A few months after my wedding, I now live in a tent

Palestinians set up tents in Rafah, near the Egyptian border, after being forcibly displaced by Israeli airstrikes, 5 December 2023. (Mohammed Talatene / APA Images) 

I’ve always been ambitious – on a search for who and what I will be in the future.

I graduated from the University of Palestine in Gaza with a degree in law and started to look for work. The employment prospects in Gaza have never been plentiful but I was open to working in any field.

I never found a job in law, and I ended up opening a coffee-roasting shop. It was not a future I had ever imagined for myself but I was successful in this endeavor and I found myself happy and fulfilled.

But in July 2014, Israel launched a war on Gaza. Israel destroyed my shop in an airstrike, crushing my ambitions and livelihood. Besides the income it generated, the store had been a part of my heart.

Overnight, it was reduced to ashes.

I love Gaza, but the destruction of my shop made me consider what life would be like elsewhere. In some other place, perhaps I could accomplish something that would not be destroyed overnight.

Yet leaving Gaza is difficult. Israel denies us the proper permits.

And even if I received the necessary permits, I would still face severe limitations on where I could go.

Turkey was the only option where I could go and work. I was overjoyed when I got all the paperwork together to travel to Turkey.

I said goodbye to my family and set off.

In Turkey, I felt miserable. I missed my family and my home.

I had no job, no home, no friends. I constantly questioned whether I had made the right choice to leave.

Eventually, I learned to like Turkey. I got a job at a tourism company and got to know the city where I lived well.

I earned a decent income to cover all my expenses.

My friend and I even talked about starting a company of our own. The future looked bright.

Then, after four months, I learned that Turkey had denied my request for residency. I had to return to Gaza.

This cycle of setbacks was becoming familiar in my life.

Starting over, again

I returned to Gaza confused. While I was happy to see my family again, I was not looking forward to starting over.

But there I was, back at the beginning, looking for work in a sea of unemployed college graduates. Being unemployed took its toll on my mind.

I felt restless and on the verge of surrendering to whatever fate threw at me.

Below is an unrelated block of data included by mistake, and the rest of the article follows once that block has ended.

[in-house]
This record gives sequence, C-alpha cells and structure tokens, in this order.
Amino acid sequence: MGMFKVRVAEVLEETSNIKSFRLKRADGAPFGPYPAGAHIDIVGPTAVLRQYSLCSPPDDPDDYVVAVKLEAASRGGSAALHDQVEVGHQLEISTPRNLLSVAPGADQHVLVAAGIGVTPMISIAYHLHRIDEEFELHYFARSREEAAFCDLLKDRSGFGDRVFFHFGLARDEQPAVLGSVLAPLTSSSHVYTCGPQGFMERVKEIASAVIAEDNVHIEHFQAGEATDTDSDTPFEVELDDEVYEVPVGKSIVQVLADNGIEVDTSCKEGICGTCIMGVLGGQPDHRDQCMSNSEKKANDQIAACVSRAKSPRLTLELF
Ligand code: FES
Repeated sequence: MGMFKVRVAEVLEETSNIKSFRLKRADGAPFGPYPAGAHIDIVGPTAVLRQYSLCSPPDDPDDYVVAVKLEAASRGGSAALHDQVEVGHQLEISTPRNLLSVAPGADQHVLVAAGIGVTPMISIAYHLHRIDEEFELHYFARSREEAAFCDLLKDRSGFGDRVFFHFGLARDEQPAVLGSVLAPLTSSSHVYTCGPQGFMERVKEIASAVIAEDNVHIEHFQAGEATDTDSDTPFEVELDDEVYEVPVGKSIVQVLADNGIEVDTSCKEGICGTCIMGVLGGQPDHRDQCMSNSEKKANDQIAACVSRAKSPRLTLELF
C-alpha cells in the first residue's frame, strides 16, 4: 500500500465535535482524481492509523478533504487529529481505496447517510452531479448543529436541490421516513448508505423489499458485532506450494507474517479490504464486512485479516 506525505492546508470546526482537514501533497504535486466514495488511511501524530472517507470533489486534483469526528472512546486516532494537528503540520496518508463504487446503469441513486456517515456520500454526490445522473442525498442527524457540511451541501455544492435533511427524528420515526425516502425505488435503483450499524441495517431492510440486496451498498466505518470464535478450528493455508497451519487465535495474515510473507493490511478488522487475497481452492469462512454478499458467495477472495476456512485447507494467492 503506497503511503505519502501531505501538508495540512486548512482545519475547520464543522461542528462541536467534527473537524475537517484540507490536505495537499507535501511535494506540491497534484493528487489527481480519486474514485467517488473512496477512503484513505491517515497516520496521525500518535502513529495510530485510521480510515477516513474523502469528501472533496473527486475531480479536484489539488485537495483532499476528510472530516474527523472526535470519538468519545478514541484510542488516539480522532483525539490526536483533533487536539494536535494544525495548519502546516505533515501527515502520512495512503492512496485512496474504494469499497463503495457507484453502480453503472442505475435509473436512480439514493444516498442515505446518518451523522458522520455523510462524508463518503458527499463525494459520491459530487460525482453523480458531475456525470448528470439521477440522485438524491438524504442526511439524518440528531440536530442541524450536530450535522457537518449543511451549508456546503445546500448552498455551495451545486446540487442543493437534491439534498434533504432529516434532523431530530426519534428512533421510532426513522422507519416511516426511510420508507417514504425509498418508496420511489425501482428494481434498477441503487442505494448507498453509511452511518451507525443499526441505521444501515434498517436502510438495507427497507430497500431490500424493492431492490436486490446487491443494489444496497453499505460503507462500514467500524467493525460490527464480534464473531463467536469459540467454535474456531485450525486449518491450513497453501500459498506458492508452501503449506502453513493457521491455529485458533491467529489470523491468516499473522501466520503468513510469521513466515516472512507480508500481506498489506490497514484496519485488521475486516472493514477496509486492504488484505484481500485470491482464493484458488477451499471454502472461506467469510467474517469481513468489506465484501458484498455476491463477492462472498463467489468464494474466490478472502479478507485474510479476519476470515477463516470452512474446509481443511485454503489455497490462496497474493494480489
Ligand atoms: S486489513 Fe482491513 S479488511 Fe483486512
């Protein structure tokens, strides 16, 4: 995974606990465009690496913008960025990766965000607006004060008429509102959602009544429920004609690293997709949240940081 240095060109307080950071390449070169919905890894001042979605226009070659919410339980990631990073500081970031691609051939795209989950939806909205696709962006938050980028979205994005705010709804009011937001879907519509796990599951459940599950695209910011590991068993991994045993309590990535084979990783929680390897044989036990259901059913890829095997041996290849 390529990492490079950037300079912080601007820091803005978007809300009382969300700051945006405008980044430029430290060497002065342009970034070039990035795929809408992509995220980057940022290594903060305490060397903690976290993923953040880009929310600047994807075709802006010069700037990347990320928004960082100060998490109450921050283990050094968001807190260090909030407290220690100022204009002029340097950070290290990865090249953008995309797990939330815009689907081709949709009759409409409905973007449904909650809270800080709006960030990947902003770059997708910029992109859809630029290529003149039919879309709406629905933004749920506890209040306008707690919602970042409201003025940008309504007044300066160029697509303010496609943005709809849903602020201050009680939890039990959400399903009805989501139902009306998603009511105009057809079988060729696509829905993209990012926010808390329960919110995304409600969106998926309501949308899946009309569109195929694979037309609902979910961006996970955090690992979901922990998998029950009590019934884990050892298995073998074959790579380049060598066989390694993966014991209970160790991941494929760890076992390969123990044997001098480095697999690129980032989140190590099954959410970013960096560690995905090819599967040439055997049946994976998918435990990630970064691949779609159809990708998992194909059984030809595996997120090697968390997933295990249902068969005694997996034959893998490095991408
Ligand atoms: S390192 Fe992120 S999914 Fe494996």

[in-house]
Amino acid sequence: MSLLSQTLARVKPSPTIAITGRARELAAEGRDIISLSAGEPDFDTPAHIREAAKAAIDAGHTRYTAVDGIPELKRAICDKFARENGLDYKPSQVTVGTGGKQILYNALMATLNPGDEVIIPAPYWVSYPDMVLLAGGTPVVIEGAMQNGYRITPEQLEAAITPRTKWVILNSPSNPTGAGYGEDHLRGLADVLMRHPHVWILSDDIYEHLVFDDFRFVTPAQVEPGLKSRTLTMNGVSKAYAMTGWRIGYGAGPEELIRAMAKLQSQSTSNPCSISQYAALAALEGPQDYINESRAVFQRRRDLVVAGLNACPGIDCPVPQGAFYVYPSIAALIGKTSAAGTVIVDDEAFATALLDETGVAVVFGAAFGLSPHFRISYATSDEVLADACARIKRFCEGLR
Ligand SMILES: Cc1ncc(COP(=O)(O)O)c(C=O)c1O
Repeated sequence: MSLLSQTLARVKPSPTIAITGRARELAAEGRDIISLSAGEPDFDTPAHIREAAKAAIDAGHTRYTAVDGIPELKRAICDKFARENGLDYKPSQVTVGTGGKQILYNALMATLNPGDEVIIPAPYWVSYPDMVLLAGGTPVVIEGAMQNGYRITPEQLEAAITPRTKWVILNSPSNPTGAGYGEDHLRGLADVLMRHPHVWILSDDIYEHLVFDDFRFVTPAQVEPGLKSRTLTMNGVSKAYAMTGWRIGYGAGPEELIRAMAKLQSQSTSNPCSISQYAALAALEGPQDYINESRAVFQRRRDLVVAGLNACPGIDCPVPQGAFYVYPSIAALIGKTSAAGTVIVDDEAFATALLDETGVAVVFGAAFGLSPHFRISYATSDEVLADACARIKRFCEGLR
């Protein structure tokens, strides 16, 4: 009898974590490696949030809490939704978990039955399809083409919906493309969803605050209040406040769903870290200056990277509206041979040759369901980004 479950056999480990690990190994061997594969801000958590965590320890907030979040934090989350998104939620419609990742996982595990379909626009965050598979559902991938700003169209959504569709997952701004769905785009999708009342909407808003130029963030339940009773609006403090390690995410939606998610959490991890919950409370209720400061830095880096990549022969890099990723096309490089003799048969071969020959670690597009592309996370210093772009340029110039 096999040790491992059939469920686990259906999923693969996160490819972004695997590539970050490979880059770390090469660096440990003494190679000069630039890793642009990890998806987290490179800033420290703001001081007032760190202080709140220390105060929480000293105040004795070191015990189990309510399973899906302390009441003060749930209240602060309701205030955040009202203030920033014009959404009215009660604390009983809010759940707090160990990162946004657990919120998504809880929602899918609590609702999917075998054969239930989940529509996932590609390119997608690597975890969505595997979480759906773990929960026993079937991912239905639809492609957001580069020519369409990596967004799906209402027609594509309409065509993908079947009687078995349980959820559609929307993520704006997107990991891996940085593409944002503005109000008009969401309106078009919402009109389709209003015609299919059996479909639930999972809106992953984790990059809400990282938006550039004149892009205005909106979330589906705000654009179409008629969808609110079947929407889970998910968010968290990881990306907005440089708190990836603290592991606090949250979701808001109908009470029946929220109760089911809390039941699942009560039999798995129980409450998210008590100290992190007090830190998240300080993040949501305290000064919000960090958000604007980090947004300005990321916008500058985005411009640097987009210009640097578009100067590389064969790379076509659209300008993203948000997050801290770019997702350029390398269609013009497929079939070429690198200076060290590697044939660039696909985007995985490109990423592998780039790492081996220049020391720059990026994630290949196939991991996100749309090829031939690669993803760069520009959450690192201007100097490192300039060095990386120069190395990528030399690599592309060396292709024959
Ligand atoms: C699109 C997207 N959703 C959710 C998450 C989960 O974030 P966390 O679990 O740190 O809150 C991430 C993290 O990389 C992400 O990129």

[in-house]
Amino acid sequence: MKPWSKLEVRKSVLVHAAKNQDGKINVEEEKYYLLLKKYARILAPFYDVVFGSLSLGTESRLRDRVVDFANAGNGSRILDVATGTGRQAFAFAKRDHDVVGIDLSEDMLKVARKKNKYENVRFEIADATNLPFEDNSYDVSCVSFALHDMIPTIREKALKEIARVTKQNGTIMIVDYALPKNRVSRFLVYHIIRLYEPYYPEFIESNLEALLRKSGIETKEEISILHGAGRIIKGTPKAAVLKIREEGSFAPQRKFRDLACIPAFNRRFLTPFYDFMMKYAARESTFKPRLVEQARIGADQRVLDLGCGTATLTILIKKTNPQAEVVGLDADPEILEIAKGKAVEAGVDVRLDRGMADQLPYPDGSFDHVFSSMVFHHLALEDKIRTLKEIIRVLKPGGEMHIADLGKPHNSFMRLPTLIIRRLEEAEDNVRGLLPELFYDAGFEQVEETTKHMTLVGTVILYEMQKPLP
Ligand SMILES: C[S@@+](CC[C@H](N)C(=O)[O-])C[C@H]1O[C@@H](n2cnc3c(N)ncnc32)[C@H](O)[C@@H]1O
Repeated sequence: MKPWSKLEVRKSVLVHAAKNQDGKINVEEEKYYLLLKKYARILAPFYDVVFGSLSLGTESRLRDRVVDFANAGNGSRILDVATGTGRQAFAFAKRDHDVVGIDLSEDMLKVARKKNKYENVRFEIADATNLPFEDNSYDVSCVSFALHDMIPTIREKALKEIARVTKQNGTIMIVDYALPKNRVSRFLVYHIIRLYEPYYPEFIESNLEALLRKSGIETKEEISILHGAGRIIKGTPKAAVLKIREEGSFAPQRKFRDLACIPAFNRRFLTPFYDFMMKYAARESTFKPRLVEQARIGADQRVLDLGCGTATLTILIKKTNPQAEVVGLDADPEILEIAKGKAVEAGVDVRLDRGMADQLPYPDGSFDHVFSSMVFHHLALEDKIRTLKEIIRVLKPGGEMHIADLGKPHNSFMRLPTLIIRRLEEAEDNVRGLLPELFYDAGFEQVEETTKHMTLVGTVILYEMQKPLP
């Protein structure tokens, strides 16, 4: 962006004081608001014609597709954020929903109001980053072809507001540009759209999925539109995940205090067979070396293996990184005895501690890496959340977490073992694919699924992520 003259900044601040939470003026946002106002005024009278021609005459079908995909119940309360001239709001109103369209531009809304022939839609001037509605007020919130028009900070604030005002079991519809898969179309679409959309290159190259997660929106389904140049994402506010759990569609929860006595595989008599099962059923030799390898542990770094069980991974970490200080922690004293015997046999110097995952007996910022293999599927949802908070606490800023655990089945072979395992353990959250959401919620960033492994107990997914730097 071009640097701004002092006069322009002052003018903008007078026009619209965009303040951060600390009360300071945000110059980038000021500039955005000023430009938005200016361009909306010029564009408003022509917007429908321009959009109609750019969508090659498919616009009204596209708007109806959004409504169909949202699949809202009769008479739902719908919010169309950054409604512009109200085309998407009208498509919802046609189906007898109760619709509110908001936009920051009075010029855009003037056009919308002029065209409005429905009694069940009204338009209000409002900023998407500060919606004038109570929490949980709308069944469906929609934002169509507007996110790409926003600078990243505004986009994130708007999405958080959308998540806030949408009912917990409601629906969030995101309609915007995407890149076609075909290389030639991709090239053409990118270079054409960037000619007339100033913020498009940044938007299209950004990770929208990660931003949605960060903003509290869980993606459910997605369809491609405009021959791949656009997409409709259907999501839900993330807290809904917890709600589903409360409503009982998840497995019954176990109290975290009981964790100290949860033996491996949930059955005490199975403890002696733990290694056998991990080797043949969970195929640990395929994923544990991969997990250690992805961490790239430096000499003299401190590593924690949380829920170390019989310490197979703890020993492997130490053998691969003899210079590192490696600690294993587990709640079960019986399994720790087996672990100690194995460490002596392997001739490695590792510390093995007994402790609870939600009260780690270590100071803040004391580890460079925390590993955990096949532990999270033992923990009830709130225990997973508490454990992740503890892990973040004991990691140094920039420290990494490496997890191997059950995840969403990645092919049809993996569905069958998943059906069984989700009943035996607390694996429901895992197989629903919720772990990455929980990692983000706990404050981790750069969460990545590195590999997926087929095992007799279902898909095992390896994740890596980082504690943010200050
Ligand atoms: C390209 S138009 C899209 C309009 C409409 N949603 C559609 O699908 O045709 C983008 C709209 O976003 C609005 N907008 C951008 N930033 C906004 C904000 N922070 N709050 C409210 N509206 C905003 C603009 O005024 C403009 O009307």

Then, I had an idea. I would get involved in real estate. I would offer guide services to people interested in purchasing land or a home. I would be a mediator between buyers and sellers.

I got to work, advertising my services on social media. I opened an office.

People started to call me. I felt that old ambition rising up again. I was overjoyed by my prospects and felt like I could start to solidify my future.

I bought a home and a car. I got married this year.

I was saving for the future. Finally, at age 30, I felt like I had met some of my goals.

My honeymoon

Soon after our wedding, I woke up to the thunderous roar of bombs. My wife and I were terrified.

I read the news. Israel had launched a war on Gaza.

It showed no mercy and was targeting children, the elderly – everyone. Hospitals were overwhelmed with injured people.

Bodies were piling up. It was a horrifying scene.

After a week, Israel announced that we must leave the north. We were expected to leave behind our homes and cars, our very lives.

We were to carry on in this world as newborns, with nothing to our names.

This was my honeymoon. Carnage and destruction at every corner.

We lost everything: our home, our car. My company that I had worked so hard to build into a successful venture.

I was familiar with starting over from scratch, but never in my life had I lost so much at once. I felt there was nothing more for me to live for.

Will I ever be able to reclaim all that I achieved?

We live in a tent now, in Gaza’s south. Israel continues to drop bombs. Everyday is a question of survival.

Will we live, or will we die?

I wake up before sunrise and search for food and water. I spend half the day trying to find some place to charge my phone.

There is no electricity, no internet.

This is my life now.

Yousef al-Hallaq is a law graduate from Gaza.